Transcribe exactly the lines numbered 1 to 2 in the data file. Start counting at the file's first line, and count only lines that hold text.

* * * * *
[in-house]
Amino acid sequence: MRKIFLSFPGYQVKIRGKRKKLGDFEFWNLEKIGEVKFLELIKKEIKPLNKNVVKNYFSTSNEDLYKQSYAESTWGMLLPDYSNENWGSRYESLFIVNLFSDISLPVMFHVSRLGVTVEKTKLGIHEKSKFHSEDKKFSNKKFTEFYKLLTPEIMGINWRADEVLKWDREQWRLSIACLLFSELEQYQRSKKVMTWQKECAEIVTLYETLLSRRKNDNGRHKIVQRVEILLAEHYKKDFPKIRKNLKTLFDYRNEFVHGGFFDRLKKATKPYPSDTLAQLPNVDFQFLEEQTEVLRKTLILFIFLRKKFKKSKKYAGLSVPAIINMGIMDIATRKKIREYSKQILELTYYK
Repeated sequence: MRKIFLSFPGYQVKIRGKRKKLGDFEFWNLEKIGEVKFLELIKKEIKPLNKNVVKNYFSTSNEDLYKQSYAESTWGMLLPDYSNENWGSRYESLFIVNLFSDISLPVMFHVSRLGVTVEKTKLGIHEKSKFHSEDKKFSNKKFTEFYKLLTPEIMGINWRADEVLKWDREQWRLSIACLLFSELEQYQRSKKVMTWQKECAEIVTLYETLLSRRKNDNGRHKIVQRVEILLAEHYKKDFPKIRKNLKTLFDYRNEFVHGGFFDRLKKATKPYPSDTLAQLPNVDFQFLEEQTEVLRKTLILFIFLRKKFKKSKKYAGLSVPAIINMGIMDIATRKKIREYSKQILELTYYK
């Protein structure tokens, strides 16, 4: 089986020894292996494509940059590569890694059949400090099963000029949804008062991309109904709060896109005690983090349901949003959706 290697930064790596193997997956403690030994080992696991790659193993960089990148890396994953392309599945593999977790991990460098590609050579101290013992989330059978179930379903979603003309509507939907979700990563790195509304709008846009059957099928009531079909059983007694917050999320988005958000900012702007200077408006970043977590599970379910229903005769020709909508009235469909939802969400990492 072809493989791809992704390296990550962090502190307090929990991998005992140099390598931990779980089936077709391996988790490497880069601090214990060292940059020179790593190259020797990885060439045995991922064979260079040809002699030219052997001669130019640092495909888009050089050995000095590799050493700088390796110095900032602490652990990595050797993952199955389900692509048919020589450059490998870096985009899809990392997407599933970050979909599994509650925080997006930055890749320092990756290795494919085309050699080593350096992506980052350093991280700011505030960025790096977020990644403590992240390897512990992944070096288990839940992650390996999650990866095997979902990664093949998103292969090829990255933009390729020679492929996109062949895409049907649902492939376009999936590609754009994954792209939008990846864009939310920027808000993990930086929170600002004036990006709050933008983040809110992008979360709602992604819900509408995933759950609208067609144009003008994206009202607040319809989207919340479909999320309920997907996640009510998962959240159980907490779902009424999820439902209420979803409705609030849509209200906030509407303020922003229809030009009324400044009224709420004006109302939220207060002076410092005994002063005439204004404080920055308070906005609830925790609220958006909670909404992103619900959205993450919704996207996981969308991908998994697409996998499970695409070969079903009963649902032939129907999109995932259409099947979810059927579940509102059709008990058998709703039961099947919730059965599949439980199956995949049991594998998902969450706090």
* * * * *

[in-house]
Amino acid sequence: MRKIFLSFPGYQVKIRGKRKKLGDFEFWNLEKIGEVKFLELIKKEIKPLNKNVVKNYFSTSNEDLYKQSYAESTWGMLLPDYSNENWGSRYESLFIVNLFSDISLPVMFHVSRLGVTVEKTKLGIHEKSKFHSEDKKFSNKKFTEFYKLLTPEIMGINWRADEVLKWDREQWRLSIACLLFSELEQYQRSKKVMTWQKECAEIVTLYETLLSRRKNDNGRHKIVQRVEILLAEHYKKDFPKIRKNLKTLFDYRNEFVHGGFFDRLKKATKPYPSDTLAQLPNVDFQFLEEQTEVLRKTLILFIFLRKKFKKSKKYAGLSVPAIINMGIMDIATRKKIREYSKQILELTYYK